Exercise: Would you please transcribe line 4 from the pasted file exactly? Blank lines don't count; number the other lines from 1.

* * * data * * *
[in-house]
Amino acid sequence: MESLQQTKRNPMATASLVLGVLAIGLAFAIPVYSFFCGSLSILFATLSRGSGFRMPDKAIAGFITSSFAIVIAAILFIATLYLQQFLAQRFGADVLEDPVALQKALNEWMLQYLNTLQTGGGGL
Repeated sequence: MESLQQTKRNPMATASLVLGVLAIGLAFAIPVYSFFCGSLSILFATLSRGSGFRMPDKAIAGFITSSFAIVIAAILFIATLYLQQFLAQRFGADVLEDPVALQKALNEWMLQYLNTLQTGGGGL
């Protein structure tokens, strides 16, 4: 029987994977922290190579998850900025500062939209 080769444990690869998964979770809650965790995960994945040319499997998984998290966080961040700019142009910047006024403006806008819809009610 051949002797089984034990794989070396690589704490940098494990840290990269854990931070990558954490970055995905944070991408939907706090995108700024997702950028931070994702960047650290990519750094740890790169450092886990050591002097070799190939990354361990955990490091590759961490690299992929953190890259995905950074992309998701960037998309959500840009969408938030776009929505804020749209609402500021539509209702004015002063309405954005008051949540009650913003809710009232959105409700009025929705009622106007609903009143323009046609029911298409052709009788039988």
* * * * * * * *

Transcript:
């Protein structure tokens, strides 16, 4: 029987994977922290190579998850900025500062939209 080769444990690869998964979770809650965790995960994945040319499997998984998290966080961040700019142009910047006024403006806008819809009610 051949002797089984034990794989070396690589704490940098494990840290990269854990931070990558954490970055995905944070991408939907706090995108700024997702950028931070994702960047650290990519750094740890790169450092886990050591002097070799190939990354361990955990490091590759961490690299992929953190890259995905950074992309998701960037998309959500840009969408938030776009929505804020749209609402500021539509209702004015002063309405954005008051949540009650913003809710009232959105409700009025929705009622106007609903009143323009046609029911298409052709009788039988």